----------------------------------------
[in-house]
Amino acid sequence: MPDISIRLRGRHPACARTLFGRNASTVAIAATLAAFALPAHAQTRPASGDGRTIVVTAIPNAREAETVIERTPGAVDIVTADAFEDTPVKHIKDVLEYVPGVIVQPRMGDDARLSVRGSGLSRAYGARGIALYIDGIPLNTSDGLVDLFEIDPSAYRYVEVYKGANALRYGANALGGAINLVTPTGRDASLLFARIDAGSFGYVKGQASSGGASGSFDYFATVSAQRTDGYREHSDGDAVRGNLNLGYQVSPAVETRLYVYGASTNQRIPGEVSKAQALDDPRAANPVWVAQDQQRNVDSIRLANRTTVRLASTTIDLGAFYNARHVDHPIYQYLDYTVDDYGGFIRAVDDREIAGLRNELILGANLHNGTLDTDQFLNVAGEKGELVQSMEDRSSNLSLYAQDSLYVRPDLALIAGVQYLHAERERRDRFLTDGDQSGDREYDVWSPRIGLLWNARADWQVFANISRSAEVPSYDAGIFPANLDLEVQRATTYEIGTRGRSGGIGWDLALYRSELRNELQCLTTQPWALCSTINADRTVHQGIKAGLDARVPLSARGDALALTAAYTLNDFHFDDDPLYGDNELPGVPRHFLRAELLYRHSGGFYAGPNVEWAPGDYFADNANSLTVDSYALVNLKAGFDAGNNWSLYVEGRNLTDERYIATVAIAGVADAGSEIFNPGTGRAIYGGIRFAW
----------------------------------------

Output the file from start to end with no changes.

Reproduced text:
[in-house]
Amino acid sequence: MPDISIRLRGRHPACARTLFGRNASTVAIAATLAAFALPAHAQTRPASGDGRTIVVTAIPNAREAETVIERTPGAVDIVTADAFEDTPVKHIKDVLEYVPGVIVQPRMGDDARLSVRGSGLSRAYGARGIALYIDGIPLNTSDGLVDLFEIDPSAYRYVEVYKGANALRYGANALGGAINLVTPTGRDASLLFARIDAGSFGYVKGQASSGGASGSFDYFATVSAQRTDGYREHSDGDAVRGNLNLGYQVSPAVETRLYVYGASTNQRIPGEVSKAQALDDPRAANPVWVAQDQQRNVDSIRLANRTTVRLASTTIDLGAFYNARHVDHPIYQYLDYTVDDYGGFIRAVDDREIAGLRNELILGANLHNGTLDTDQFLNVAGEKGELVQSMEDRSSNLSLYAQDSLYVRPDLALIAGVQYLHAERERRDRFLTDGDQSGDREYDVWSPRIGLLWNARADWQVFANISRSAEVPSYDAGIFPANLDLEVQRATTYEIGTRGRSGGIGWDLALYRSELRNELQCLTTQPWALCSTINADRTVHQGIKAGLDARVPLSARGDALALTAAYTLNDFHFDDDPLYGDNELPGVPRHFLRAELLYRHSGGFYAGPNVEWAPGDYFADNANSLTVDSYALVNLKAGFDAGNNWSLYVEGRNLTDERYIATVAIAGVADAGSEIFNPGTGRAIYGGIRFAW